go wild on the picnic table.
Then sealed it for posterity.


The other day I met an artist in Cleveland I hadn’t seen in person since the crash years. She looked phenomenal for the wear and tear of the previous 7 years.

It’s an interesting thing I’ve noticed. Those who grow from trauma speak with a certain fondness about what they’ve learned. Those who shrivel from trauma curse the fates.

There we were, she and I, discussing how we got through the Great Art Depression. It was the Great Recession to the culture. To the art world it was cataclysmic. Four-fifths of the galleries in our immediate vicinity went belly up. That’s an 80% die-off rate.

Our area was unusual in that it was hit by the recession and the Madoff fraud. The death spiral accelerated faster than in other areas. Still . . .

My artist friend noted she took a part time job.

“Basically, my art wasn’t selling. But I kept painting. It was weirdly freeing. Since no one was buying the art anyway I began to experiment more.”

Commercial pressures didn’t apply anymore . . . which freed her to do work that felt deeper and more rewarding. She drifted away from her previous galleries and toward more urban galleries that felt in line with the new work.

For her, the years of few sales inspired her most satisfying creative evolution since her early days — when she was grappling her way toward a unique artistic vision.

Contrast this with the artists who shut down, who stopped creating. There can be no growth without movement, even if the direction is at first too murky to discern.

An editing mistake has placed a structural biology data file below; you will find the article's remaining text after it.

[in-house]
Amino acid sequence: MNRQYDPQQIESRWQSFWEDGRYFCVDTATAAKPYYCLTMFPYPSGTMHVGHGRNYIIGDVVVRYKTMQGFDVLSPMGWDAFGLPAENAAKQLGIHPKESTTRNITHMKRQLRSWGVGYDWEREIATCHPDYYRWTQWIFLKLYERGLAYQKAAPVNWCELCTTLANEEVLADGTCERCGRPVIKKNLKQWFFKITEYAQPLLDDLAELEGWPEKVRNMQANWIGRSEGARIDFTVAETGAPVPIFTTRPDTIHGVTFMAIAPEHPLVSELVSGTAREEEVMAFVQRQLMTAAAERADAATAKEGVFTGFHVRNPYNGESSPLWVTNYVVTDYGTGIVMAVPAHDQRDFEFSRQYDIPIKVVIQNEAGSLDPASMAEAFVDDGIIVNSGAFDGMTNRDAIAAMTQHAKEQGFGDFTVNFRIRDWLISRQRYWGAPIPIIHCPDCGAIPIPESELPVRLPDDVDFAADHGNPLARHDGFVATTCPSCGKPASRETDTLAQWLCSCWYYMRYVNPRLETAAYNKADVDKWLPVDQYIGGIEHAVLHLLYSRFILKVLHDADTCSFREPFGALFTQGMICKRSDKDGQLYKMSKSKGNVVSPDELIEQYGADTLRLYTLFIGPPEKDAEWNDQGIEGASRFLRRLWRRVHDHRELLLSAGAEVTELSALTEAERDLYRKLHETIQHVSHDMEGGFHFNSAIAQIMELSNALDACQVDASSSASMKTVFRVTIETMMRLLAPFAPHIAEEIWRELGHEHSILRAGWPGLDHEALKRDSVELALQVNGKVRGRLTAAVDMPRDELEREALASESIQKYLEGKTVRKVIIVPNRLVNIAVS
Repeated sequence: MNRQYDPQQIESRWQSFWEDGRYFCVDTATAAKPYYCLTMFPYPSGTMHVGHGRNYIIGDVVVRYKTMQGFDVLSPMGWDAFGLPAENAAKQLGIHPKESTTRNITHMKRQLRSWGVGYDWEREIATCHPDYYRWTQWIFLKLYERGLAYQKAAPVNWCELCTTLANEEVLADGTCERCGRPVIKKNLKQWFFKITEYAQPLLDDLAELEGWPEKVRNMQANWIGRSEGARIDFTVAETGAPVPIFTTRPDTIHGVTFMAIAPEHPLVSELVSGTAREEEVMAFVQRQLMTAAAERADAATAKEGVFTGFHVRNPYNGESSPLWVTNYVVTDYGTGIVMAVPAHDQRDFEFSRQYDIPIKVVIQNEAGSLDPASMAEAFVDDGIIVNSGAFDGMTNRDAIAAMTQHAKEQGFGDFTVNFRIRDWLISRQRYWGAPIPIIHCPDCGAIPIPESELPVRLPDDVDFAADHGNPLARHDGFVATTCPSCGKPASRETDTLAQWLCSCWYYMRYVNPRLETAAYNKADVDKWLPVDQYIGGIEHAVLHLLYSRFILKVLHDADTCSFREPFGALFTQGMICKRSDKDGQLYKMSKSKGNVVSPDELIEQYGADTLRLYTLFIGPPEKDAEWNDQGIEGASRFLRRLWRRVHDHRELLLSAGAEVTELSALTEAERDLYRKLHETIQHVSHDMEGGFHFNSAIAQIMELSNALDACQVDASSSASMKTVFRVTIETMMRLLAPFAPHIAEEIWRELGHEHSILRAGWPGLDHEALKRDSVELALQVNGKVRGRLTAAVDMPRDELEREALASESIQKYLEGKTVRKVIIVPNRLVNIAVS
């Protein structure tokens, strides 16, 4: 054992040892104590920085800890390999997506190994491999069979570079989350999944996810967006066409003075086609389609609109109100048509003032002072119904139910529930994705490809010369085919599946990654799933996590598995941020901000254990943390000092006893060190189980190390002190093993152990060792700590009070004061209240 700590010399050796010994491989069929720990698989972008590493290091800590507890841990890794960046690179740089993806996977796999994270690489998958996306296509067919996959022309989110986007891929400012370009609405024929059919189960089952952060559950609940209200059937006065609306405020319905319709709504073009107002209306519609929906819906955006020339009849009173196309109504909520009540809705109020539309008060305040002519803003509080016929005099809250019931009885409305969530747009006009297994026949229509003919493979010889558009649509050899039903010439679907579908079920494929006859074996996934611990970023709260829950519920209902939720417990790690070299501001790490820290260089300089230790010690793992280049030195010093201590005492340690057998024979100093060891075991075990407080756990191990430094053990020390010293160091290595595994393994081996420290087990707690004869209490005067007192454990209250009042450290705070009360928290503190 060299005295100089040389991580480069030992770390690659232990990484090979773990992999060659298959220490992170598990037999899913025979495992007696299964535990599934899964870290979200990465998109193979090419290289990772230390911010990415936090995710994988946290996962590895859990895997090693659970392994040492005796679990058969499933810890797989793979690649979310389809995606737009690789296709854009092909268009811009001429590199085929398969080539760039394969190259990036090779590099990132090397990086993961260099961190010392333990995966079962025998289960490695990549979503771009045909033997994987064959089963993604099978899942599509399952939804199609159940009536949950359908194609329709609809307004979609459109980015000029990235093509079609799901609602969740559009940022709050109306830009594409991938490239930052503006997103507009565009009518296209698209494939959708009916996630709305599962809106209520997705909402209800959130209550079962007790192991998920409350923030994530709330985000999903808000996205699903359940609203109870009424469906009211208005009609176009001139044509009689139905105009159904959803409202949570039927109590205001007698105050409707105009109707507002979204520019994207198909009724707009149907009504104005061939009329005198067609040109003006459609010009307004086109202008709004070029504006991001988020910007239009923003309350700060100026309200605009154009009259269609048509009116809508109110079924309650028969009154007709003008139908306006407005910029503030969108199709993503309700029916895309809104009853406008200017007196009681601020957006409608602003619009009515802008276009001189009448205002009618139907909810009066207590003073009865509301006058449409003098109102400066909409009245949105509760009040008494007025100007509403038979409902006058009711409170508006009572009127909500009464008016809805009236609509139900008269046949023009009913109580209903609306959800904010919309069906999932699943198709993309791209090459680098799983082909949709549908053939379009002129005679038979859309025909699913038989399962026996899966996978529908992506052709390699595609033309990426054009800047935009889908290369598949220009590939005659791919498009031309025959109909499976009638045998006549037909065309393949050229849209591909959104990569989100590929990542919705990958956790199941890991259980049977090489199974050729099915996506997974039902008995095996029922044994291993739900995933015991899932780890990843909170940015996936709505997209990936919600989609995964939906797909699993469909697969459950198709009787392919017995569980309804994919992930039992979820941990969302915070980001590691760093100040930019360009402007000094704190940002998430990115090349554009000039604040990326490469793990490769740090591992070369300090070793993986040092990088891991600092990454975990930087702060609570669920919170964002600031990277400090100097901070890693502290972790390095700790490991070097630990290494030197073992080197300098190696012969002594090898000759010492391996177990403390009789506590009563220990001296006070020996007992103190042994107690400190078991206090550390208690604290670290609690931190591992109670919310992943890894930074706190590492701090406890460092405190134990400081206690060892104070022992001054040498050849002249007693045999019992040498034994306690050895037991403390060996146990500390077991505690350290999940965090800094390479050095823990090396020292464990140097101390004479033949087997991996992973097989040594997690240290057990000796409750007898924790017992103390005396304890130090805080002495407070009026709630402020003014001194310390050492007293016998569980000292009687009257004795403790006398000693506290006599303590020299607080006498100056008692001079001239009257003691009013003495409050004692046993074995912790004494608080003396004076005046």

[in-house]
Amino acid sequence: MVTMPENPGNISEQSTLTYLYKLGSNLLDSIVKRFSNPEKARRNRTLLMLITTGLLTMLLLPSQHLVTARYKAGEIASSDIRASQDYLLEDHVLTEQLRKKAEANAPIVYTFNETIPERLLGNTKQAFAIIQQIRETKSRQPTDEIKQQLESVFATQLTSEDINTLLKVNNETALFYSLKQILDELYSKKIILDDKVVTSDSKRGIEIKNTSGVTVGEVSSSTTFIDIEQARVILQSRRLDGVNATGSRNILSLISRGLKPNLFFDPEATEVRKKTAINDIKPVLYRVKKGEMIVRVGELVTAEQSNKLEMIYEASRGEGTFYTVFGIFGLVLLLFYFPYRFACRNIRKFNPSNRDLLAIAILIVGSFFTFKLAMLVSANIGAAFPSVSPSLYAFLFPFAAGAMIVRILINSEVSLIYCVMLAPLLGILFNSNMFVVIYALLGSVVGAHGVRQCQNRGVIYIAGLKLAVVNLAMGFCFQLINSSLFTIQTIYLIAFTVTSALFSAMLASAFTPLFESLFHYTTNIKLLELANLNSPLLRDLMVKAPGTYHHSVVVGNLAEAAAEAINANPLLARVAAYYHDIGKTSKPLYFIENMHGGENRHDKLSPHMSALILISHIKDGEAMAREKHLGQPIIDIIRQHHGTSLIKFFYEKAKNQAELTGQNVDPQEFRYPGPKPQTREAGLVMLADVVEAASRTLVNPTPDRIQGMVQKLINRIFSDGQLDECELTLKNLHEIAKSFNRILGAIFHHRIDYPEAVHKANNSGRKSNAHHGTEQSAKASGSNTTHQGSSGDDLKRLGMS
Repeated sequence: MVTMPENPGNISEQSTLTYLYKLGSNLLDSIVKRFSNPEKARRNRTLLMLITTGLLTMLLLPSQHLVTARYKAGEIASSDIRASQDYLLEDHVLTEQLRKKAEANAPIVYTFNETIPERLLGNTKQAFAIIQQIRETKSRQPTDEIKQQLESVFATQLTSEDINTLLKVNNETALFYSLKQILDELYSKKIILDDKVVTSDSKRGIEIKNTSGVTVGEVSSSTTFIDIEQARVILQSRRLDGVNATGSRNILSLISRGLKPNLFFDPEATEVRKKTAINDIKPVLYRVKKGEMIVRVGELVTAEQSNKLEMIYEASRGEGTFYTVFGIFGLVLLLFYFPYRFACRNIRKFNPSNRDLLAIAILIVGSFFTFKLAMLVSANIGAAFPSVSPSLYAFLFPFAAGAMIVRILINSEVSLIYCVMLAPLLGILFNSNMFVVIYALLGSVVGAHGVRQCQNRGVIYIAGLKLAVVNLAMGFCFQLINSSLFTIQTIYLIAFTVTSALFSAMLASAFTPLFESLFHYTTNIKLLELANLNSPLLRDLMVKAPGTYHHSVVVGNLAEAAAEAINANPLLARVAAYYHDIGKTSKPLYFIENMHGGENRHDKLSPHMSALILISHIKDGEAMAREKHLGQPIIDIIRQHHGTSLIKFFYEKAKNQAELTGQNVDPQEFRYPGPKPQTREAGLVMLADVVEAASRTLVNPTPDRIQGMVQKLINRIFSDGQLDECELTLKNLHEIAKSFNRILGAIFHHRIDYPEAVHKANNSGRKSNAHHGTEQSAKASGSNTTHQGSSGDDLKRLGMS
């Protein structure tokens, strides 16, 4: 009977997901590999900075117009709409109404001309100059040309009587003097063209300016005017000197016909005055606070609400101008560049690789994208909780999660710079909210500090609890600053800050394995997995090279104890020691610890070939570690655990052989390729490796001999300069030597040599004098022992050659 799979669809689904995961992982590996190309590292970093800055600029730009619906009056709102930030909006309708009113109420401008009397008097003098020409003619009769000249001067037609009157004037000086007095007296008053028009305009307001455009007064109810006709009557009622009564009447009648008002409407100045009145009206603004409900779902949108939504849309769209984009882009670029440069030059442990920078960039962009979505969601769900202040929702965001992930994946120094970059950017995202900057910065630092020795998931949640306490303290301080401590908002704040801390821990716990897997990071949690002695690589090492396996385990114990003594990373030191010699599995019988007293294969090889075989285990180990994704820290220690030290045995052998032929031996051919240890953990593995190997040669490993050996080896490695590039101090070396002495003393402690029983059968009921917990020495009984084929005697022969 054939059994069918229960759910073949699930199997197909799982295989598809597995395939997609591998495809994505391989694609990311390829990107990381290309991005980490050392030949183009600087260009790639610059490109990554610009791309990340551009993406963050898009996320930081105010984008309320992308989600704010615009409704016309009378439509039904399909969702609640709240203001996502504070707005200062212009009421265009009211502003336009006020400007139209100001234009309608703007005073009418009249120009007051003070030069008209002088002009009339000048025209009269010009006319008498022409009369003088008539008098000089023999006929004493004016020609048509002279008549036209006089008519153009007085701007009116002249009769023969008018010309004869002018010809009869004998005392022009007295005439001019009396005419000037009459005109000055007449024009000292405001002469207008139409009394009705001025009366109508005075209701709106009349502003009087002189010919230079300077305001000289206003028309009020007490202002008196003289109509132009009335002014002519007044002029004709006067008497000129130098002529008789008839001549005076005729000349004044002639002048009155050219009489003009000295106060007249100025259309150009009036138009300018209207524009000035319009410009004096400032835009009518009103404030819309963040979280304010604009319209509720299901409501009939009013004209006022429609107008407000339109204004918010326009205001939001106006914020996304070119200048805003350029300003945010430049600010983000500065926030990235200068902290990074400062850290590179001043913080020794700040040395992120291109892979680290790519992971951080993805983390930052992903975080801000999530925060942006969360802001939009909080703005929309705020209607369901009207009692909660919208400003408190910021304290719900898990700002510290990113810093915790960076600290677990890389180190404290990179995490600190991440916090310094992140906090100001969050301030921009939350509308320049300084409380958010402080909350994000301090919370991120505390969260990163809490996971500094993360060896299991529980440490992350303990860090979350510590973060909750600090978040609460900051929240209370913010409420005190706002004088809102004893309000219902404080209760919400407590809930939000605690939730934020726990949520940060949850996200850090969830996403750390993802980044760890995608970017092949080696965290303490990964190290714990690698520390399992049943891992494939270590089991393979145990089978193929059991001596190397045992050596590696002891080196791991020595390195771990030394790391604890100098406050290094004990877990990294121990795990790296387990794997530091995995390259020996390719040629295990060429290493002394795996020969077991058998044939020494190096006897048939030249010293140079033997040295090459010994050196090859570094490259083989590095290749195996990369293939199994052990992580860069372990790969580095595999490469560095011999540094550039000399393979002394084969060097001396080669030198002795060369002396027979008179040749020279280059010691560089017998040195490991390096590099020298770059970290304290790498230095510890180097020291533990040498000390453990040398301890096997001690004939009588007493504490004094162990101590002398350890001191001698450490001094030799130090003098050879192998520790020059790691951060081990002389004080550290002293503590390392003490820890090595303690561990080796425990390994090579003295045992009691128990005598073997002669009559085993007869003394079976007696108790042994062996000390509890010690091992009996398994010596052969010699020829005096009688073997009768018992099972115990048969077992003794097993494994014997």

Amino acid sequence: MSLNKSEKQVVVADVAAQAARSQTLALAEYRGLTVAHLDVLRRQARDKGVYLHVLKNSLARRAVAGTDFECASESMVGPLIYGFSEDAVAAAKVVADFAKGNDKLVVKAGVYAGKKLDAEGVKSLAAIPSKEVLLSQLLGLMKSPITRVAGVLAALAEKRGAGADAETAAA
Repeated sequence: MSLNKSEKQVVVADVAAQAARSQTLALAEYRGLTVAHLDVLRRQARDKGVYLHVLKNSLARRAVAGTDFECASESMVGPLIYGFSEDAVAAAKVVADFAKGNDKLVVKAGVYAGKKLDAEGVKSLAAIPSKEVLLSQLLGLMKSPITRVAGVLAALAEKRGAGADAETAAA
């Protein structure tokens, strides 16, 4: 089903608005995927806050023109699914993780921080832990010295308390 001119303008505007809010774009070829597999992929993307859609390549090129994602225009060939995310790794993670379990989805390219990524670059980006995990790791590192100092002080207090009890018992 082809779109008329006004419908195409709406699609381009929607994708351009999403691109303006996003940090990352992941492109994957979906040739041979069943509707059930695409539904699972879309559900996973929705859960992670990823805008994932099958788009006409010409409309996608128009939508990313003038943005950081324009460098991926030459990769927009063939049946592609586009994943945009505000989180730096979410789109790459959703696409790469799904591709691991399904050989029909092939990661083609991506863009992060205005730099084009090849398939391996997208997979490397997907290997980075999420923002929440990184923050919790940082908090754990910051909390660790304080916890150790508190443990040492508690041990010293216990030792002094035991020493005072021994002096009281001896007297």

If you stop in the dark you stay in the dark.

The dark path always comes out into the light, a sometimes dazzling light. But only if you travel it.

For you 

Evan Griffith
Click here for occasional notes to your inbox on creativity, connection and whee! Once a month, maybe, if you’re lucky.


Fun at any speed

See those ladies above? Minutes ago they were laughing and hooting it up . . . not the teenager kind of whooping it up . . . it was more subdued than that . . . though not by much . . . the point is they were having themselves some serious fun!

This scene is courtesy of a retirement home in Indiana, where Ann’s parents live.

Have you noticed that almost all laughter happens in relation to someone else? 

What makes for laughter? 

Enjoyment, certainly. When you’re with others it’s indicative of a bond. You don’t laugh with those who cause you pain. Nor with those who set themselves apart from you, whether from a sense of false superiority or indifference to your human plight.

Laughter is about connection. And connection is all about acceptance. Of who you are and who others are . . . 

Laughter, like empathy and kindness, bridges the gap between disparate souls.

These ladies, well into their 80s and 90s, make the point that home is where the laughter is. Which can be anywhere you are.

For you 

Evan Griffith
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Elimination: A process that forces you to decide who you want to be

I sparked a conversation thread on Google Plus recently about simplifying by showing a photo of the many bags of clothes my wife is giving away.

It was all about eliminating what you don’t love from your life.

Specifically, recycling clothes and objects from your home to others who would far more appreciate them.

Katherine Bond uttered a poignant comment:

Decluttering is a process of deciding who you want to be.

That’s true insight.